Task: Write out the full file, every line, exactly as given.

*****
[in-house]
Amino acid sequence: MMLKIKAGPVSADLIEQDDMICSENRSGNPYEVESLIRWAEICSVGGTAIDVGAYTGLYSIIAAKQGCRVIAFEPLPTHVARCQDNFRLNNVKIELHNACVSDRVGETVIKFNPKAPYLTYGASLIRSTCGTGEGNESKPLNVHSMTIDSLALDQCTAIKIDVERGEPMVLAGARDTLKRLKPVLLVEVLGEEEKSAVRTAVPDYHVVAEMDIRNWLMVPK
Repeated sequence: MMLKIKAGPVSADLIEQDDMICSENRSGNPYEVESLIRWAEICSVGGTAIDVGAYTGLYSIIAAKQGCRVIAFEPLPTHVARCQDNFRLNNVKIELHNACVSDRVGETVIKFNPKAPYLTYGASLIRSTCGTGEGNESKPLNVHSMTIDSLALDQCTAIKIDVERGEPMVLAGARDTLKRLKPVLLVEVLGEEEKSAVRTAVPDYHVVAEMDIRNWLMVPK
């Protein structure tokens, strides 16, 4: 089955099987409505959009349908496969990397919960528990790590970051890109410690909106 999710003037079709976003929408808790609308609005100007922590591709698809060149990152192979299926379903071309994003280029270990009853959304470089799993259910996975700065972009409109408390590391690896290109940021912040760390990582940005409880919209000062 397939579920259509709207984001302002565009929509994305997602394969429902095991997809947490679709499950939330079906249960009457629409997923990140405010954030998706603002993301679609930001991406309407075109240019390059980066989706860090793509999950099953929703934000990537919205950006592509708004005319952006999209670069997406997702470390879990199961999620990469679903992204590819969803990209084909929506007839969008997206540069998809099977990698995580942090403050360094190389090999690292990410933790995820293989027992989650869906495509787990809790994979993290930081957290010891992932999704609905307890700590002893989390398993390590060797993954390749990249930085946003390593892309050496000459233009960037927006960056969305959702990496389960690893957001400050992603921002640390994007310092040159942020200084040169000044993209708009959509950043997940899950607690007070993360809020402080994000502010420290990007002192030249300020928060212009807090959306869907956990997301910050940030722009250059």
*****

[in-house]
Amino acid sequence: MMLKIKAGPVSADLIEQDDMICSENRSGNPYEVESLIRWAEICSVGGTAIDVGAYTGLYSIIAAKQGCRVIAFEPLPTHVARCQDNFRLNNVKIELHNACVSDRVGETVIKFNPKAPYLTYGASLIRSTCGTGEGNESKPLNVHSMTIDSLALDQCTAIKIDVERGEPMVLAGARDTLKRLKPVLLVEVLGEEEKSAVRTAVPDYHVVAEMDIRNWLMVPK
Repeated sequence: MMLKIKAGPVSADLIEQDDMICSENRSGNPYEVESLIRWAEICSVGGTAIDVGAYTGLYSIIAAKQGCRVIAFEPLPTHVARCQDNFRLNNVKIELHNACVSDRVGETVIKFNPKAPYLTYGASLIRSTCGTGEGNESKPLNVHSMTIDSLALDQCTAIKIDVERGEPMVLAGARDTLKRLKPVLLVEVLGEEEKSAVRTAVPDYHVVAEMDIRNWLMVPK
């Protein structure tokens, strides 16, 4: 089955099987409505959009349908496969990397919960528990790590970051890109410690909106 999710003037079709976003929408808790609308609005100007922590591709698809060149990152192979299926379903071309994003280029270990009853959304470089799993259910996975700065972009409109408390590391690896290109940021912040760390990582940005409880919209000062 397939579920259509709207984001302002565009929509994305997602394969429902095991997809947490679709499950939330079906249960009457629409997923990140405010954030998706603002993301679609930001991406309407075109240019390059980066989706860090793509999950099953929703934000990537919205950006592509708004005319952006999209670069997406997702470390879990199961999620990469679903992204590819969803990209084909929506007839969008997206540069998809099977990698995580942090403050360094190389090999690292990410933790995820293989027992989650869906495509787990809790994979993290930081957290010891992932999704609905307890700590002893989390398993390590060797993954390749990249930085946003390593892309050496000459233009960037927006960056969305959702990496389960690893957001400050992603921002640390994007310092040159942020200084040169000044993209708009959509950043997940899950607690007070993360809020402080994000502010420290990007002192030249300020928060212009807090959306869907956990997301910050940030722009250059």